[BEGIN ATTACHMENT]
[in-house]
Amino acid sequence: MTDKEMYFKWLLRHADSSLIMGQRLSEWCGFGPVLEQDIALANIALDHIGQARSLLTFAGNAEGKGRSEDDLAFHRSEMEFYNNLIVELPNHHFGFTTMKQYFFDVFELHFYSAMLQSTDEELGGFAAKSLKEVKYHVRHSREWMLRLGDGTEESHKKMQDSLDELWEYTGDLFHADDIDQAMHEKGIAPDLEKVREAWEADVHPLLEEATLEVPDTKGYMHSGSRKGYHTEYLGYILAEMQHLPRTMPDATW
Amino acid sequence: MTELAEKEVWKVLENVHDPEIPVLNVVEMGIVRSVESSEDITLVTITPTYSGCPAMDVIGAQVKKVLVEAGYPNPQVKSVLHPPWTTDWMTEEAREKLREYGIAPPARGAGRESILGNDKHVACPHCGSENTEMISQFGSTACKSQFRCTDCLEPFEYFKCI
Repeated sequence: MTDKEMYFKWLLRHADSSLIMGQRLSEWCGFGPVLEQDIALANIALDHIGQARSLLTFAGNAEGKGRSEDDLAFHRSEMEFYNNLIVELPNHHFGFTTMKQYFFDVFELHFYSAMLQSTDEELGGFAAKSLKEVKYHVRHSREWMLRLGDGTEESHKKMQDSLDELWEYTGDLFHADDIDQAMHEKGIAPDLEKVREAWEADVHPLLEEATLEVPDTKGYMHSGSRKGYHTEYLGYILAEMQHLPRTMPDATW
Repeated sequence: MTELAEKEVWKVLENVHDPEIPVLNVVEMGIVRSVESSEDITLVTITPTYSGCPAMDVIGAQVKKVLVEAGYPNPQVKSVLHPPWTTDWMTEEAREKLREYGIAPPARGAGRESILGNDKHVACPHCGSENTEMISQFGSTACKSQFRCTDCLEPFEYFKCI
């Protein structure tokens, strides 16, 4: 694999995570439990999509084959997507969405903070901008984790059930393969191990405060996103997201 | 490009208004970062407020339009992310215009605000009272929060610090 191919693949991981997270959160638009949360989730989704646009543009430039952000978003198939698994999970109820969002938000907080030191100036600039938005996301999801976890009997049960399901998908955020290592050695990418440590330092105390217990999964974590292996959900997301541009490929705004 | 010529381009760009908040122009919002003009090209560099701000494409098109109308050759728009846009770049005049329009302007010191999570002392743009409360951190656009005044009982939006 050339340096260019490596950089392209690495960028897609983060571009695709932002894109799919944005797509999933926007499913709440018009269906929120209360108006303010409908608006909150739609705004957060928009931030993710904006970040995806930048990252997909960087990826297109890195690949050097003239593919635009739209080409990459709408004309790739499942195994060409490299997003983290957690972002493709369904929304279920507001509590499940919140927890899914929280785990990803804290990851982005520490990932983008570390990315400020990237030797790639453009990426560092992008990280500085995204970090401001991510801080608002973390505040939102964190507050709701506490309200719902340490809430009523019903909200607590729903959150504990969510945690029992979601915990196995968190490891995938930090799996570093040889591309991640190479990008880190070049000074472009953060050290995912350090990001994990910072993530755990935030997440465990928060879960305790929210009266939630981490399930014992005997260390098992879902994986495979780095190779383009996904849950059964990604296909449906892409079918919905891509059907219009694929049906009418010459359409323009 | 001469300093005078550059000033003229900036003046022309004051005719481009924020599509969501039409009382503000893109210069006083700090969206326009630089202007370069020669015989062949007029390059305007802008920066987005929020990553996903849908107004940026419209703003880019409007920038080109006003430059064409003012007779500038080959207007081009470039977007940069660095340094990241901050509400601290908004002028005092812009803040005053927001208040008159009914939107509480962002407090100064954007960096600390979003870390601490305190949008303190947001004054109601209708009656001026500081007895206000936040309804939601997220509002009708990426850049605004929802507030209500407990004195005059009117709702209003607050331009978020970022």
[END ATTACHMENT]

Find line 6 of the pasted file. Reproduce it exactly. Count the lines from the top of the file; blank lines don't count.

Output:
């Protein structure tokens, strides 16, 4: 694999995570439990999509084959997507969405903070901008984790059930393969191990405060996103997201 | 490009208004970062407020339009992310215009605000009272929060610090 191919693949991981997270959160638009949360989730989704646009543009430039952000978003198939698994999970109820969002938000907080030191100036600039938005996301999801976890009997049960399901998908955020290592050695990418440590330092105390217990999964974590292996959900997301541009490929705004 | 010529381009760009908040122009919002003009090209560099701000494409098109109308050759728009846009770049005049329009302007010191999570002392743009409360951190656009005044009982939006 050339340096260019490596950089392209690495960028897609983060571009695709932002894109799919944005797509999933926007499913709440018009269906929120209360108006303010409908608006909150739609705004957060928009931030993710904006970040995806930048990252997909960087990826297109890195690949050097003239593919635009739209080409990459709408004309790739499942195994060409490299997003983290957690972002493709369904929304279920507001509590499940919140927890899914929280785990990803804290990851982005520490990932983008570390990315400020990237030797790639453009990426560092992008990280500085995204970090401001991510801080608002973390505040939102964190507050709701506490309200719902340490809430009523019903909200607590729903959150504990969510945690029992979601915990196995968190490891995938930090799996570093040889591309991640190479990008880190070049000074472009953060050290995912350090990001994990910072993530755990935030997440465990928060879960305790929210009266939630981490399930014992005997260390098992879902994986495979780095190779383009996904849950059964990604296909449906892409079918919905891509059907219009694929049906009418010459359409323009 | 001469300093005078550059000033003229900036003046022309004051005719481009924020599509969501039409009382503000893109210069006083700090969206326009630089202007370069020669015989062949007029390059305007802008920066987005929020990553996903849908107004940026419209703003880019409007920038080109006003430059064409003012007779500038080959207007081009470039977007940069660095340094990241901050509400601290908004002028005092812009803040005053927001208040008159009914939107509480962002407090100064954007960096600390979003870390601490305190949008303190947001004054109601209708009656001026500081007895206000936040309804939601997220509002009708990426850049605004929802507030209500407990004195005059009117709702209003607050331009978020970022």